It’s not a teaching problem; it’s a lack of funding.
According to a report from New York’s CBS-2 news, eighty percent of students graduating from New York City high schools remedial reading program, can’t read.
At a taxpayer expense of $18,800 per student per year, (47% above the national average) the kids of New York are doomed to a life of flipping burgers. The good news is that progressives want to raise the minimum wage so that poverty is more acceptable than the food prepared by the undereducated populace.
There’s more good news, too. For those who want to break out of the life to which they have been sentenced by the lower public school echelon. The City University of New York (CUNY) offers a low-cost English immersion program for those who can’t read their recently awarded high school diploma. Recognizing the problem, the CUNY class is guaranteed to bring reading skills to a level where the high school graduates can read and understand the “HOT” warning on a coffee maker. Then they will be prepared to move on and become PPACA doctors.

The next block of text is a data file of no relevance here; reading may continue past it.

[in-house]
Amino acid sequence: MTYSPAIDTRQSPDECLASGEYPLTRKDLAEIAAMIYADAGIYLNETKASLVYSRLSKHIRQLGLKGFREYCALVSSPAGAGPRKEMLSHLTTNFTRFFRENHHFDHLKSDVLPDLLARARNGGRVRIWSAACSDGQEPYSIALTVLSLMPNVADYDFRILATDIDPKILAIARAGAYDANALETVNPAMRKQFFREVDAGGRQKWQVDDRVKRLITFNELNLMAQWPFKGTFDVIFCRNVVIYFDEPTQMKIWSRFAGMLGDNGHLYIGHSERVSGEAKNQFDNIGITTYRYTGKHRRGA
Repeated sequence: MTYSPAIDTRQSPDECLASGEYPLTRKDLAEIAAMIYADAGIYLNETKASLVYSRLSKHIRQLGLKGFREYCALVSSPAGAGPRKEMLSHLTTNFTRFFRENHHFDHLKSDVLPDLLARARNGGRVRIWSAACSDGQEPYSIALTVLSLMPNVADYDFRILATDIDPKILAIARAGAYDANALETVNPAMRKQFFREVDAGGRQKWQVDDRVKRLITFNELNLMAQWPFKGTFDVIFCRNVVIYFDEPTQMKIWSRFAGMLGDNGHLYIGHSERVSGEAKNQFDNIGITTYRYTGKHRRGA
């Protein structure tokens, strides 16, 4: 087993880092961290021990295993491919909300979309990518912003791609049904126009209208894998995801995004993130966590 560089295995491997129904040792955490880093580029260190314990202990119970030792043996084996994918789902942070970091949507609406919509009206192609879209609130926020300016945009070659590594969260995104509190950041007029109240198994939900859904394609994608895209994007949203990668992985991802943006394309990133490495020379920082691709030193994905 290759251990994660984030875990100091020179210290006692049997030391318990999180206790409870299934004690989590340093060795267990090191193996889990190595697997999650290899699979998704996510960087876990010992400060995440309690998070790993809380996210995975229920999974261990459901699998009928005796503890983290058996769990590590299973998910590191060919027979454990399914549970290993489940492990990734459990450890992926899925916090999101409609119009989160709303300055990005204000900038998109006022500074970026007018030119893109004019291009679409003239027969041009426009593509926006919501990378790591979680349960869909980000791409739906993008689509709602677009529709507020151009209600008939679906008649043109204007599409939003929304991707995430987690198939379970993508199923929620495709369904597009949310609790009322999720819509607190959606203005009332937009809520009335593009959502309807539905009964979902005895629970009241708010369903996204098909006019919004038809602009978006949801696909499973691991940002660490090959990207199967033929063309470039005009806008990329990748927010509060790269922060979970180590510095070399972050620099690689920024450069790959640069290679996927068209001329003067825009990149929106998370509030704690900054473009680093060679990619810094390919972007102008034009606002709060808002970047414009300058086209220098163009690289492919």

It’s almost like a Ronco commercial…”And, if you act now, we’ll throw in a complete education for only a small fee. You just pick up the voucher from your local Welfare office”.
I have to question the system. How is CUNY able to take kids with twelve years of public school education who cannot read ‘Fun With Dick and Jane’ and turn them into Tolstoy scholars in nine weeks? If CUNY can actually bring up the reading skills in a short period, why isn’t the same method used in 3rd, 4th, 5th, and 6th grade?
A possible answer to my own question might be: The tenured union teachers take time from instilling knowledge of math, English, reading and history to teach the students how to put condoms on cucumbers and how stealing from the wealthy is commendable. Nah, that’s too simple.
Double the funding for public schools, it’s the only way for kids to learn. It hasn’t worked in the past, but certainly it will now.